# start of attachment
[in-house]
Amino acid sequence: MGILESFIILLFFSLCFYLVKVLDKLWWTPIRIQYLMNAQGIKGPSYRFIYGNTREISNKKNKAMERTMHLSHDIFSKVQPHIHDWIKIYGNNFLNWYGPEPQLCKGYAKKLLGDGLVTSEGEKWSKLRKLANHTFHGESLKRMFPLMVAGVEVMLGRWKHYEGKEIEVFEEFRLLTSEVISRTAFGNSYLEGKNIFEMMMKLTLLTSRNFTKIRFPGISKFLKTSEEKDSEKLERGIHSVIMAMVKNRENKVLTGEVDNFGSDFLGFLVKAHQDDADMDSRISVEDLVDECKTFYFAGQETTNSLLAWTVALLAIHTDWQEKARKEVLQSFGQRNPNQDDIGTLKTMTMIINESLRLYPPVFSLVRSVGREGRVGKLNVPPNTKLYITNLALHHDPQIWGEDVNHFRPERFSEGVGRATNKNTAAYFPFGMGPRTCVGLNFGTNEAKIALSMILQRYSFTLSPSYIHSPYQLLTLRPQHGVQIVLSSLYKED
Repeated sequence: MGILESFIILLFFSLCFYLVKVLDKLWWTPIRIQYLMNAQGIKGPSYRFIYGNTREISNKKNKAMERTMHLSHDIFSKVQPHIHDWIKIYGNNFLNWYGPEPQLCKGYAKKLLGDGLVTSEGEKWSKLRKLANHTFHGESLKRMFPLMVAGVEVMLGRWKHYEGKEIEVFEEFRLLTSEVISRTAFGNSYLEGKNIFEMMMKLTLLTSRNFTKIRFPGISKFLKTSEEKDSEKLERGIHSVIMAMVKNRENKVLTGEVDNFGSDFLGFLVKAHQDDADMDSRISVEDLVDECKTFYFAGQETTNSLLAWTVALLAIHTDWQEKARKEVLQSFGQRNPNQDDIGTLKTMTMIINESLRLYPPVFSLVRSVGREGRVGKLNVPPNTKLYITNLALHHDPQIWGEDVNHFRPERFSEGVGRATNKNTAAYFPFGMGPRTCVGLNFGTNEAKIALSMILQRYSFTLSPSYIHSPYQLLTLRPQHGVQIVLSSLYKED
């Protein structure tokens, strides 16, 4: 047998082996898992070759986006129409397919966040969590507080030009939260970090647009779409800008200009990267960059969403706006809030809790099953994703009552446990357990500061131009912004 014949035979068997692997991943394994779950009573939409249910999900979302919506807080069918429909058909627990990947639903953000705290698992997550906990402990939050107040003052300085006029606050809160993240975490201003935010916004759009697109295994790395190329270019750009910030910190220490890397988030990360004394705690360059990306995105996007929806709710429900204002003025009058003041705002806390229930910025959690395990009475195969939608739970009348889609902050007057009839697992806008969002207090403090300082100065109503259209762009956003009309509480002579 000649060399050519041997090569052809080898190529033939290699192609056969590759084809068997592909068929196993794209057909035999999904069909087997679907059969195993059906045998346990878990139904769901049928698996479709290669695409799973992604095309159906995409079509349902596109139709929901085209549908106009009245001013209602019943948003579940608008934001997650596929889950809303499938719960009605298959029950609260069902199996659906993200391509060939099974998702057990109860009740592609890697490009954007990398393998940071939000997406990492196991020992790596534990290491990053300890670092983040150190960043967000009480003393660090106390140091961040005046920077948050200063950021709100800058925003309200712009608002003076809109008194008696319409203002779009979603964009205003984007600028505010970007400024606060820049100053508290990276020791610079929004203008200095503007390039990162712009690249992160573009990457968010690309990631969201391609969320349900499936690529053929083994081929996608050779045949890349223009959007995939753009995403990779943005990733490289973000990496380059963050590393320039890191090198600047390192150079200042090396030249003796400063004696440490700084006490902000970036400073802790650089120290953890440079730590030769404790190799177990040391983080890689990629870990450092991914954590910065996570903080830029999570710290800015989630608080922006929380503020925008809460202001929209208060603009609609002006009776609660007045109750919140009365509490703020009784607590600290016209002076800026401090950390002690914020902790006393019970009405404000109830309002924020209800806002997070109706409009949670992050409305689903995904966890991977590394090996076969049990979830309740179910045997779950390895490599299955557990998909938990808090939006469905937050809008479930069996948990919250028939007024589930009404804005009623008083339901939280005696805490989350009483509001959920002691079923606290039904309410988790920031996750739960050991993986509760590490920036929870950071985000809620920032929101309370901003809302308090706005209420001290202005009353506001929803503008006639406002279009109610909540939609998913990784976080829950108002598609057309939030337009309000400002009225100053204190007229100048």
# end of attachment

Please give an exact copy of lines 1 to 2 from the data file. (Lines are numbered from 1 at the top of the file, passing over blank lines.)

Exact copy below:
[in-house]
Amino acid sequence: MGILESFIILLFFSLCFYLVKVLDKLWWTPIRIQYLMNAQGIKGPSYRFIYGNTREISNKKNKAMERTMHLSHDIFSKVQPHIHDWIKIYGNNFLNWYGPEPQLCKGYAKKLLGDGLVTSEGEKWSKLRKLANHTFHGESLKRMFPLMVAGVEVMLGRWKHYEGKEIEVFEEFRLLTSEVISRTAFGNSYLEGKNIFEMMMKLTLLTSRNFTKIRFPGISKFLKTSEEKDSEKLERGIHSVIMAMVKNRENKVLTGEVDNFGSDFLGFLVKAHQDDADMDSRISVEDLVDECKTFYFAGQETTNSLLAWTVALLAIHTDWQEKARKEVLQSFGQRNPNQDDIGTLKTMTMIINESLRLYPPVFSLVRSVGREGRVGKLNVPPNTKLYITNLALHHDPQIWGEDVNHFRPERFSEGVGRATNKNTAAYFPFGMGPRTCVGLNFGTNEAKIALSMILQRYSFTLSPSYIHSPYQLLTLRPQHGVQIVLSSLYKED